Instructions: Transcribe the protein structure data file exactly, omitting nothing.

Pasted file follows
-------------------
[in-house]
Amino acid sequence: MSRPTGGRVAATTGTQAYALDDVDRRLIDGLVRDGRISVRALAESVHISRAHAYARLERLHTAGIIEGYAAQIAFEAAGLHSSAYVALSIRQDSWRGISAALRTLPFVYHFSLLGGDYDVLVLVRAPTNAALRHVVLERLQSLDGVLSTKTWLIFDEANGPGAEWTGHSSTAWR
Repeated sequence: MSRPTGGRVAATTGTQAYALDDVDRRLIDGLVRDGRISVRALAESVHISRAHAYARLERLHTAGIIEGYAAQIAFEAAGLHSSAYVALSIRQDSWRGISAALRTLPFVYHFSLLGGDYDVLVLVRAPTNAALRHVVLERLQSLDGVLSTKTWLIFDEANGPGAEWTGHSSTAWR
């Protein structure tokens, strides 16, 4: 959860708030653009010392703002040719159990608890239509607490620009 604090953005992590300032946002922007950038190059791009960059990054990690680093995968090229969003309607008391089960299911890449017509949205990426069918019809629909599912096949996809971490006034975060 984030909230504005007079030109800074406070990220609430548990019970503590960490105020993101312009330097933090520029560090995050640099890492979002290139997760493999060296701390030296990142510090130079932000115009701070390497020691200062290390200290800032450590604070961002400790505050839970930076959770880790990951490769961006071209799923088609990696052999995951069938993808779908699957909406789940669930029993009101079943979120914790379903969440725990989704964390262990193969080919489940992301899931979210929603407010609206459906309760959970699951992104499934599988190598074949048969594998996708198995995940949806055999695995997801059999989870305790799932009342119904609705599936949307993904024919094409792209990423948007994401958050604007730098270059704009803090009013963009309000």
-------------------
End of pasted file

[in-house]
Amino acid sequence: MSRPTGGRVAATTGTQAYALDDVDRRLIDGLVRDGRISVRALAESVHISRAHAYARLERLHTAGIIEGYAAQIAFEAAGLHSSAYVALSIRQDSWRGISAALRTLPFVYHFSLLGGDYDVLVLVRAPTNAALRHVVLERLQSLDGVLSTKTWLIFDEANGPGAEWTGHSSTAWR
Repeated sequence: MSRPTGGRVAATTGTQAYALDDVDRRLIDGLVRDGRISVRALAESVHISRAHAYARLERLHTAGIIEGYAAQIAFEAAGLHSSAYVALSIRQDSWRGISAALRTLPFVYHFSLLGGDYDVLVLVRAPTNAALRHVVLERLQSLDGVLSTKTWLIFDEANGPGAEWTGHSSTAWR
């Protein structure tokens, strides 16, 4: 959860708030653009010392703002040719159990608890239509607490620009 604090953005992590300032946002922007950038190059791009960059990054990690680093995968090229969003309607008391089960299911890449017509949205990426069918019809629909599912096949996809971490006034975060 984030909230504005007079030109800074406070990220609430548990019970503590960490105020993101312009330097933090520029560090995050640099890492979002290139997760493999060296701390030296990142510090130079932000115009701070390497020691200062290390200290800032450590604070961002400790505050839970930076959770880790990951490769961006071209799923088609990696052999995951069938993808779908699957909406789940669930029993009101079943979120914790379903969440725990989704964390262990193969080919489940992301899931979210929603407010609206459906309760959970699951992104499934599988190598074949048969594998996708198995995940949806055999695995997801059999989870305790799932009342119904609705599936949307993904024919094409792209990423948007994401958050604007730098270059704009803090009013963009309000």